In Be the Bridge, LaTasha Morrison paints a beautiful picture in this book for ways that Christians can come alongside others who have different skin colors and/or come from different backgrounds and cultures, have uncomfortable conversations, and ultimately love well. She shares story after story of how this can beautifully play out and gives practical examples of how to take the first steps.

I also really appreciated how she shared about her own racial biases, her own struggles to overcome racial differences, and how she is seeking to walk out these principles in her own life.

While I don’t agree with everything in the book and definitely had my toes stepped on in many places, I finished this book feeling so excited about what the future could hold for relationships in my own life and how I can more effectively be a bridge builder and raise my kids to do the same.

Verdict: 4 stars

Picture Book: Guess How Much I Love You

This was a picture book that I read so many times to Kathrynne when she was a baby. It’s where we coined the phrase that we say all the time, “I love you to the moon and back.”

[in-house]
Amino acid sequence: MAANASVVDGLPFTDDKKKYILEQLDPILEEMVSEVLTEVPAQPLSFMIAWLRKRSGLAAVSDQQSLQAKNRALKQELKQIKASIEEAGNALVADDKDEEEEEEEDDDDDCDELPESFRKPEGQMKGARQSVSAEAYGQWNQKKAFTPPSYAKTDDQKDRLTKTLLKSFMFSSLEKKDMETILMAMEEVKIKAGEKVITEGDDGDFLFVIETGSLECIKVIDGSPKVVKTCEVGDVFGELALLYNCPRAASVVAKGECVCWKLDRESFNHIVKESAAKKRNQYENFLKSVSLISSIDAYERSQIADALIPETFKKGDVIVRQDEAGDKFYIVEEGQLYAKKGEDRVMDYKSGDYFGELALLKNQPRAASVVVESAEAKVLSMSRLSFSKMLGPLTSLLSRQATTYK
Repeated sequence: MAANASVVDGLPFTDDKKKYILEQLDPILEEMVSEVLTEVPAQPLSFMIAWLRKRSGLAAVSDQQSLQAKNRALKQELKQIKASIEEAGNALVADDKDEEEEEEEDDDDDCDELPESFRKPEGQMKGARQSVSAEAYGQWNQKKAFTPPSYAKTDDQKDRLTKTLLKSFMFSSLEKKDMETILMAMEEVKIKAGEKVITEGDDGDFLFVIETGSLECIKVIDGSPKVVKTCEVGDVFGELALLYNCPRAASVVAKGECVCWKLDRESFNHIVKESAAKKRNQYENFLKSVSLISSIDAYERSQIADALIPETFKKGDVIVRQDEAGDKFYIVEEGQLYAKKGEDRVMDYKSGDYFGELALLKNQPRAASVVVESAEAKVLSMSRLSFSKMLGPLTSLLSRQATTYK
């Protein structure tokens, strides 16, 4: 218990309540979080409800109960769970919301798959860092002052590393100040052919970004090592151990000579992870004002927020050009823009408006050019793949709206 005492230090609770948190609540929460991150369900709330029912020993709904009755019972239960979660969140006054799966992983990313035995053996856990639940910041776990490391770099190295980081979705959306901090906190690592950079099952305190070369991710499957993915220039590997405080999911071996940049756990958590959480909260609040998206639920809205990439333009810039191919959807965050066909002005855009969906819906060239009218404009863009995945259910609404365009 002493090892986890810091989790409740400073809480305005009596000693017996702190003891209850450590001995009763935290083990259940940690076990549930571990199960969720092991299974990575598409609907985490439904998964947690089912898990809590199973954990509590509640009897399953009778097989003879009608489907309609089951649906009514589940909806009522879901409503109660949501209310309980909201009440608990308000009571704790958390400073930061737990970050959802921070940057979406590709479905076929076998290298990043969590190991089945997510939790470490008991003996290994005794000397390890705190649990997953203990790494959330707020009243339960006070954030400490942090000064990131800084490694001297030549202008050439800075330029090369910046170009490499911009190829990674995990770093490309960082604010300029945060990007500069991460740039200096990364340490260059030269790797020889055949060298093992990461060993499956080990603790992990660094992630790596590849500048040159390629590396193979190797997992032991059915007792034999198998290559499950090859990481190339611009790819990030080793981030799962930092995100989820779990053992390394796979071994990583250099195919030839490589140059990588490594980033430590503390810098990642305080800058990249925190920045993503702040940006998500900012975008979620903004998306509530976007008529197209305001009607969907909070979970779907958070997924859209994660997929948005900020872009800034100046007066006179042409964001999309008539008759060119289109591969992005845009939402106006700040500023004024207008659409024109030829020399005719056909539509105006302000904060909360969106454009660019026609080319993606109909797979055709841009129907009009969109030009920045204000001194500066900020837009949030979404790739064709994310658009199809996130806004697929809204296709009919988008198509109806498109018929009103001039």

So, of course, we had to introduce the babies to this sweet book. I’ve read it to them pretty much every night before bed for the past week.

What have you read recently? I’d love to hear! Tell us in the comments!

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  • Jacqueline says:

    I just finished reading Lynn Austin’s Restoration Chronicle series. I am beginning Where the Crawdads Sing.

  • Stacy says:

    I’d recommend White Fragility and then How to be an Antiracist. As someone who has also felt a bit lost in ways I can love well but need to work on my own biases and issues. It will make you uncomfortable. It’s not a Christian book and it will cause you to question a lot of your own views and ideas on race and equality.

  • Lisa says:

    I just finished Be the Bridge and really appreciated it as well–such a helpful perspective, very eye-opening.

    • I’m so happy you enjoyed it, too!

    • Christi says:

      My church is reading Trouble I’ve Seen: Changing the Way the Church Views Racism by Dr. Drew Hart. I’m only half way through but it is VERY good and instructive. My husband already finished it and it really impacted him. You might want to check it out. I’m trying to read a variety of books about racial justice and learn about our real history. White Fragility was eye opening. Waking up White is also good.

  • Archie L Davis Jr says: